The Irrational Fear of Fracking

April 22, 2013

Contrary to most climate model predictions, U.S. emissions of carbon dioxide fell by 12 percent to 1995 levels from their 2007 peak. Ardent environmentalists will claim a victory as a result of concerted conservation efforts. However, hydraulic fracturing ("fracking") and horizontal drilling, two newer carbon fuel extraction techniques recently receiving criticism, are the reason emissions have declined, says Jeffrey Frankel, a professor at Harvard University's Kennedy School of Government.

  • The reduced emissions levels cannot be from the Kyoto Protocol, which the United States never ratified, or from changes in economic growth, since the emissions have been falling throughout the Great Recession and following growth period.
  • Emissions are lower because fracking and horizontal drilling have led to an enormous increase in the supply of natural gas, which emits only half as much carbon dioxide (CO2) as coal.
  • Electricity production from natural gas is up 37 percent since 2007, while coal's share has plummeted 25 percent in the United States but risen in the rest of the world.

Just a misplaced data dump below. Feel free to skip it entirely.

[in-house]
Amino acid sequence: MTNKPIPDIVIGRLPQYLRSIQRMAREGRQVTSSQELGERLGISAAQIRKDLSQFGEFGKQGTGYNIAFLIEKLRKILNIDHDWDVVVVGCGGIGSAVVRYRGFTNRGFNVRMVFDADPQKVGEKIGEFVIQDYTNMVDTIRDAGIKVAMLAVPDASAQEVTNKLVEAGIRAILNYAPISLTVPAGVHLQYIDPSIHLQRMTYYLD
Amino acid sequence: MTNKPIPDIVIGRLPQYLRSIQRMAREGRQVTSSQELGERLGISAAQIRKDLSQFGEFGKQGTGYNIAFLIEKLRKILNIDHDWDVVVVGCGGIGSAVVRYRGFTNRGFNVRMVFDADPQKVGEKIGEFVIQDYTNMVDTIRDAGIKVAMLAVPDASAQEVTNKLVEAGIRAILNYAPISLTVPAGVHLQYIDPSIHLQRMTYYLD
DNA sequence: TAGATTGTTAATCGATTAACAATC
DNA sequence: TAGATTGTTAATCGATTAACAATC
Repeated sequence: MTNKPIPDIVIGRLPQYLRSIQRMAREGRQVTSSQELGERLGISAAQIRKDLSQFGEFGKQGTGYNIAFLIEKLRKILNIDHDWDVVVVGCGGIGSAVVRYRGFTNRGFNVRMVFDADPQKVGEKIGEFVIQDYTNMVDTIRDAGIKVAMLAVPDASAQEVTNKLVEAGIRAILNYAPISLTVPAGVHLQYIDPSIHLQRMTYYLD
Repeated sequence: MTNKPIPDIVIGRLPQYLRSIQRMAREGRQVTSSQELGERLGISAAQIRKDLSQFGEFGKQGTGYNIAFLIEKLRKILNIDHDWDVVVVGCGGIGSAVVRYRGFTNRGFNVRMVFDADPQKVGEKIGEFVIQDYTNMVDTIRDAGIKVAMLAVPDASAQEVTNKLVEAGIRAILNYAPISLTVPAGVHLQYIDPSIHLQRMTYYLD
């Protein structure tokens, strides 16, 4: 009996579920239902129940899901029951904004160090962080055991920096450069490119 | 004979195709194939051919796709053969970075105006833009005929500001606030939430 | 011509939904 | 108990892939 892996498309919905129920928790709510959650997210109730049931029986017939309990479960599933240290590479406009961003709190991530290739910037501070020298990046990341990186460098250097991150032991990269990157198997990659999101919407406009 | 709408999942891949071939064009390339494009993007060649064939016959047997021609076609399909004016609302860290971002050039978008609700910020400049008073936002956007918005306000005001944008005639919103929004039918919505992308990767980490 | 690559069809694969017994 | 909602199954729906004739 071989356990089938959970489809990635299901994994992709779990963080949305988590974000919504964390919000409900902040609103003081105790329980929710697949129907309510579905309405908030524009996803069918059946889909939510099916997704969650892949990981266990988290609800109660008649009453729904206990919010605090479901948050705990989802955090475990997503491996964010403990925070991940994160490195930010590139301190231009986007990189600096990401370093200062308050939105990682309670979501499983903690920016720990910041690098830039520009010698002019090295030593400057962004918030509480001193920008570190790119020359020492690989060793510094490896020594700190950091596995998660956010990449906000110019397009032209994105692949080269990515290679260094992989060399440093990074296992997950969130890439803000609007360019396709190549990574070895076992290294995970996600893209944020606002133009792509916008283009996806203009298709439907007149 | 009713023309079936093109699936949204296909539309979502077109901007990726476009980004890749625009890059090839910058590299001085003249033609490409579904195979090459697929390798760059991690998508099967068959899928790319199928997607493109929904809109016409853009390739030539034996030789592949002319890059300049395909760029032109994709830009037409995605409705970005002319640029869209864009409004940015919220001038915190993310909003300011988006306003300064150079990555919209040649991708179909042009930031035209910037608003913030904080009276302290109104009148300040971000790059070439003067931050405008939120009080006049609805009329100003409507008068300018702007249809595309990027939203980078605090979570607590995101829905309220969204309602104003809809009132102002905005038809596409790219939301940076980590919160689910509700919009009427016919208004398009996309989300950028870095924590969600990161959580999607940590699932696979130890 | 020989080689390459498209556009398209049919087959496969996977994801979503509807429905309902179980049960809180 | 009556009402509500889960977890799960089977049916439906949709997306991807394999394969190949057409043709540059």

Natural gas extracted from shale deposits not only benefits the U.S. economy, but national security through energy independence and the environment through the reduction of dirty coal-fired electricity plants.

  • Opponents of fracking say that shale gas will sidetrack environmentalists' efforts to use more renewable energy resources like wind and solar power, but proponents claim natural gas is a bridge that will eliminate coal-fired plants while moving toward a more viable option in the future.
  • Environmentalists are concerned that fracking will contaminate local water supplies but the chances of serious damage from a fracking mishap are far less than that of existing crude oil production.
  • Opponents of fracking are afraid of this new technology and prefer the status quo despite the fact that fracking's risks are known and can be mitigated.

Fear of fracking is unfounded and counterproductive to the United States' economic, national security and environmental interests.

Source: Jeffrey Frankel, "Fear of Fracking," Project Syndicate, April 16, 2013.

 

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